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DOT Approves 3 New Open Streets in Clinton Hill, Brooklyn Heights and Carroll Gardens

One block of Lexington Avenue, one block of Remsen Street and seven blocks of Smith Street will be closed for pedestrian and school use.
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Grab your walking shoes—three new Open Streets are coming to Clinton Hill, Brooklyn Heights and Carroll Gardens this summer.

The New York City Department of Transportation announced yesterday that the three new Open Streets will be used for a Brooklyn Heights pre-school, a Clinton Hill street fair and a Carroll Gardens promenade.

One block of Lexington Avenue will be roped off to non-emergency vehicles between Grand Street and Classon Avenue on weekends from 12 p.m. to 8 p.m. for the annual Brooklyn Bazaar Festival: a music, art and food festival that celebrates local talent in Clinton Hill.

One block of Remsen Street between Henry Street and Clinton Street will be operating as an Open Street for the Brooklyn Heights Synogauge Pre-School to use during their daily hours. Most classes at the pre-school run Monday through Friday from 9 a.m. to 3 p.m.

Seven blocks of Smith Street, between Wyckoff Street and Union Street in Carroll Gardens, will be reserved on Saturdays for use as a promenade with restaurants, shops and activities between 10 a.m. and 10 p.m.

TAMA Sundays Open Streets program helped Bed-Stuy small businesses get through the pandemic. Photo: Supplied.
TAMA Sundays Open Streets program helped Bed-Stuy small businesses get through the pandemic. Photo: Supplied.

All three new Open Street proposals for Brooklyn Community District 2 were submitted by community organizations and volunteer groups and were approved by the DOT to be shut off to all non-emergency vehicles.

This comes as a part of a community-led citywide program that began in 2020 to prioritize pedestrians and non-car commuters to reduce traffic-related injuries and increase public, usable outdoor space to gather safely amidst the pandemic.

Open Streets this year will receive funding from the DOT up to $20,000 to cover operation costs for things like metal barriers, street signage and movable furniture but will also rely on volunteer work from the groups involved to ensure the streets are clean and that people are keeping the 15-foot emergency vehicle passageway clear.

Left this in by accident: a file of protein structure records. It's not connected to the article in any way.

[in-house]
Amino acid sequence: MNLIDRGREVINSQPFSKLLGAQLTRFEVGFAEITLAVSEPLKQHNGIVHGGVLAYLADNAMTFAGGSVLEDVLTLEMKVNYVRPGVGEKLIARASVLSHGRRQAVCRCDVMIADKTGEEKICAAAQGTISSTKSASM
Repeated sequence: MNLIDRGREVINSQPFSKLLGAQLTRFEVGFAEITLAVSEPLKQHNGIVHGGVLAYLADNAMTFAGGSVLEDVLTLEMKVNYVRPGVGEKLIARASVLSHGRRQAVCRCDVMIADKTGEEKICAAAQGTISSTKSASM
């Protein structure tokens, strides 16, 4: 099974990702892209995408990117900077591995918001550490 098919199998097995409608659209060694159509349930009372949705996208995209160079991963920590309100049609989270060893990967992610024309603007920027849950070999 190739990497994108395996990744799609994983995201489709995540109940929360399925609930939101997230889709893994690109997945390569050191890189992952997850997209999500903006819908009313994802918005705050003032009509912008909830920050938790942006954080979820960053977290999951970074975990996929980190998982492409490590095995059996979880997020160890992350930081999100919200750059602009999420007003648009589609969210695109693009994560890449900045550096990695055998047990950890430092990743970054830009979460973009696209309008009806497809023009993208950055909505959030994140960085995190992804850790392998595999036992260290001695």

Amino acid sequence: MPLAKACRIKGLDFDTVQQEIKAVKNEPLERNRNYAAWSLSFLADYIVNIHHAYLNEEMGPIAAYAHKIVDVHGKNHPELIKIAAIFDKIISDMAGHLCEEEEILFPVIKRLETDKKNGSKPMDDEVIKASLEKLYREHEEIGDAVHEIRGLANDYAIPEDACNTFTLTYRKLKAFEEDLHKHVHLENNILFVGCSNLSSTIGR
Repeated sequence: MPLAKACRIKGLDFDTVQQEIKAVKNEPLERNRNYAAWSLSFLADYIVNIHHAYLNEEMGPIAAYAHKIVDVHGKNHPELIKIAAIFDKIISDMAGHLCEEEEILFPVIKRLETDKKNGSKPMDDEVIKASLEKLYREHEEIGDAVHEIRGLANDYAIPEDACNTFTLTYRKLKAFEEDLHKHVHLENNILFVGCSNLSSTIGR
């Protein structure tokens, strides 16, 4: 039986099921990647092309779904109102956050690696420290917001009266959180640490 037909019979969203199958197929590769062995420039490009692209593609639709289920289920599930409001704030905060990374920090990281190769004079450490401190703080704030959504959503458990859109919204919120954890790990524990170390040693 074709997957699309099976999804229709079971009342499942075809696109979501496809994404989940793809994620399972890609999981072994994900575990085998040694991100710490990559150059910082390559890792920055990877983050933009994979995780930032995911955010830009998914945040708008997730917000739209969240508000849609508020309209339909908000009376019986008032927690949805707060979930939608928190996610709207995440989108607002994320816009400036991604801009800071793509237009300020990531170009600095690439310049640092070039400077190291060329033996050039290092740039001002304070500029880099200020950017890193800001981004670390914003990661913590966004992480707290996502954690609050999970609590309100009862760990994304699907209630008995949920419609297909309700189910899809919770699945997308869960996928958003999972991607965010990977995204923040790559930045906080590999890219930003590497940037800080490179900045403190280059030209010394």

Applications for 2022 Open Street proposals are still open and are approved on a rolling basis depending on feasibility and the level of community support.

Though the Open Streets program is great for some families and businesses, it has the potential to cause inconveniences for people who live in the area or rely on cars as their primary mode of transportation.

To that end, Community Board 2, which represents the community district all three new Open Streets are in, has invited the public to submit their opinions and questions to the DOT through this form until June 17, when comments will be reviewed and handled.

Some of the Community Board 2 Members at a virtual meeting in April. Community Board 2 represents Brooklyn Community District 2, the area where all three of the new Open Streets are located. Photo: Miranda Levingston for the BK Reader.
Some of the Community Board 2 Members at a virtual meeting in April. Community Board 2 represents Brooklyn Community District 2, the area where all three of the new Open Streets are located. Photo: Miranda Levingston for the BK Reader.

“Our Open Streets program creates vibrant community spaces on streets once primarily dedicated to the movement and storage of automobiles," Vin Barone, a DOT spokesperson told the BK Reader.

"We’re proud to continue building on this program with more locations and we look forward to the community review of these proposed Open Streets.”

The Brooklyn Community Board 2—which represents Downton Brooklyn, Boerum Hill, Brooklyn Heights, Clinton Hill, DUMBO, Fort Greene, Fulton Ferry, Navy Yard and Vinegar Hill—did not respond to a request for comment at the time of publication.

“My administration’s commitment to the Open Streets program remains steadfast," Eric Adams, New York City Mayor, said when the 2022 program was announced in April.

"As we work hand-in-hand with our partners on the ground to give communities the space and programming they need, I look forward to all they will offer their neighbors and our city.”


Miranda Levingston

About the Author: Miranda Levingston

Miranda Levingston is an award-winning reporter and editor passionate about covering the change-makers in her borough.
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